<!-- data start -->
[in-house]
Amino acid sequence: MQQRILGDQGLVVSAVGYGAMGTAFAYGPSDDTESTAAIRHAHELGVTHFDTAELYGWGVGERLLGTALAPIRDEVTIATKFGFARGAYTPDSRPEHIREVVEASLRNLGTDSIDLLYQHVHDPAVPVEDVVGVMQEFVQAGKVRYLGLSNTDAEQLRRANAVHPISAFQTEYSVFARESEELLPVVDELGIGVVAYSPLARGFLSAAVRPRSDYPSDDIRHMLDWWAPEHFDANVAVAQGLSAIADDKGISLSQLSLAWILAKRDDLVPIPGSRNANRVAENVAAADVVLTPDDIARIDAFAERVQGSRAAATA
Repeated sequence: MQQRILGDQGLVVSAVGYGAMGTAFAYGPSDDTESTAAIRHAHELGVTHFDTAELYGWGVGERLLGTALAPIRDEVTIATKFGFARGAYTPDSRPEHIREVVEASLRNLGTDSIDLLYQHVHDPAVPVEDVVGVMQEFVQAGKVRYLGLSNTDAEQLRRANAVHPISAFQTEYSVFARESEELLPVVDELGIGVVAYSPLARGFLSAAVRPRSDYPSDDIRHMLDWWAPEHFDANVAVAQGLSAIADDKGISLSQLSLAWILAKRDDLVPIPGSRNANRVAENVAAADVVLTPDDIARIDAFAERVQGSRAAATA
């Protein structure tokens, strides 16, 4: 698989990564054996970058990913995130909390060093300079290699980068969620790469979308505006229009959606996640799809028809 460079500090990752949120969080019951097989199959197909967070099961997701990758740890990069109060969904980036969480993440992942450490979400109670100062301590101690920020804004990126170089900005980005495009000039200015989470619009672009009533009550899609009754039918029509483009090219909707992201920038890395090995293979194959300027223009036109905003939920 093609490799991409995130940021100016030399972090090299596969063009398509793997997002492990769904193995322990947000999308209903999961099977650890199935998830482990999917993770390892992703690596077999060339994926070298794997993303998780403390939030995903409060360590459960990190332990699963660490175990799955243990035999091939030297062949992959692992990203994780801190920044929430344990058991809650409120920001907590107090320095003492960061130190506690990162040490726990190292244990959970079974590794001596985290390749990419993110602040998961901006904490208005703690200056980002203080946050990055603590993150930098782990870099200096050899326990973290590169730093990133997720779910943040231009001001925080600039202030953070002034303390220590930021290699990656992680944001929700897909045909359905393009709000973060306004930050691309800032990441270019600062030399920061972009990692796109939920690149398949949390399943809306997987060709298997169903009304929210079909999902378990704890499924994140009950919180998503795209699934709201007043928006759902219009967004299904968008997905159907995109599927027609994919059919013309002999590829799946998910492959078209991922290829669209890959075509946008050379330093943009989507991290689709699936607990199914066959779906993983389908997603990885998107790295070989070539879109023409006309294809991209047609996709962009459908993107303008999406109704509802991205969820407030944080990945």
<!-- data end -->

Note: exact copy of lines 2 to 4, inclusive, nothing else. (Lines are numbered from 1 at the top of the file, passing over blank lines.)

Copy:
Amino acid sequence: MQQRILGDQGLVVSAVGYGAMGTAFAYGPSDDTESTAAIRHAHELGVTHFDTAELYGWGVGERLLGTALAPIRDEVTIATKFGFARGAYTPDSRPEHIREVVEASLRNLGTDSIDLLYQHVHDPAVPVEDVVGVMQEFVQAGKVRYLGLSNTDAEQLRRANAVHPISAFQTEYSVFARESEELLPVVDELGIGVVAYSPLARGFLSAAVRPRSDYPSDDIRHMLDWWAPEHFDANVAVAQGLSAIADDKGISLSQLSLAWILAKRDDLVPIPGSRNANRVAENVAAADVVLTPDDIARIDAFAERVQGSRAAATA
Repeated sequence: MQQRILGDQGLVVSAVGYGAMGTAFAYGPSDDTESTAAIRHAHELGVTHFDTAELYGWGVGERLLGTALAPIRDEVTIATKFGFARGAYTPDSRPEHIREVVEASLRNLGTDSIDLLYQHVHDPAVPVEDVVGVMQEFVQAGKVRYLGLSNTDAEQLRRANAVHPISAFQTEYSVFARESEELLPVVDELGIGVVAYSPLARGFLSAAVRPRSDYPSDDIRHMLDWWAPEHFDANVAVAQGLSAIADDKGISLSQLSLAWILAKRDDLVPIPGSRNANRVAENVAAADVVLTPDDIARIDAFAERVQGSRAAATA
């Protein structure tokens, strides 16, 4: 698989990564054996970058990913995130909390060093300079290699980068969620790469979308505006229009959606996640799809028809 460079500090990752949120969080019951097989199959197909967070099961997701990758740890990069109060969904980036969480993440992942450490979400109670100062301590101690920020804004990126170089900005980005495009000039200015989470619009672009009533009550899609009754039918029509483009090219909707992201920038890395090995293979194959300027223009036109905003939920 093609490799991409995130940021100016030399972090090299596969063009398509793997997002492990769904193995322990947000999308209903999961099977650890199935998830482990999917993770390892992703690596077999060339994926070298794997993303998780403390939030995903409060360590459960990190332990699963660490175990799955243990035999091939030297062949992959692992990203994780801190920044929430344990058991809650409120920001907590107090320095003492960061130190506690990162040490726990190292244990959970079974590794001596985290390749990419993110602040998961901006904490208005703690200056980002203080946050990055603590993150930098782990870099200096050899326990973290590169730093990133997720779910943040231009001001925080600039202030953070002034303390220590930021290699990656992680944001929700897909045909359905393009709000973060306004930050691309800032990441270019600062030399920061972009990692796109939920690149398949949390399943809306997987060709298997169903009304929210079909999902378990704890499924994140009950919180998503795209699934709201007043928006759902219009967004299904968008997905159907995109599927027609994919059919013309002999590829799946998910492959078209991922290829669209890959075509946008050379330093943009989507991290689709699936607990199914066959779906993983389908997603990885998107790295070989070539879109023409006309294809991209047609996709962009459908993107303008999406109704509802991205969820407030944080990945």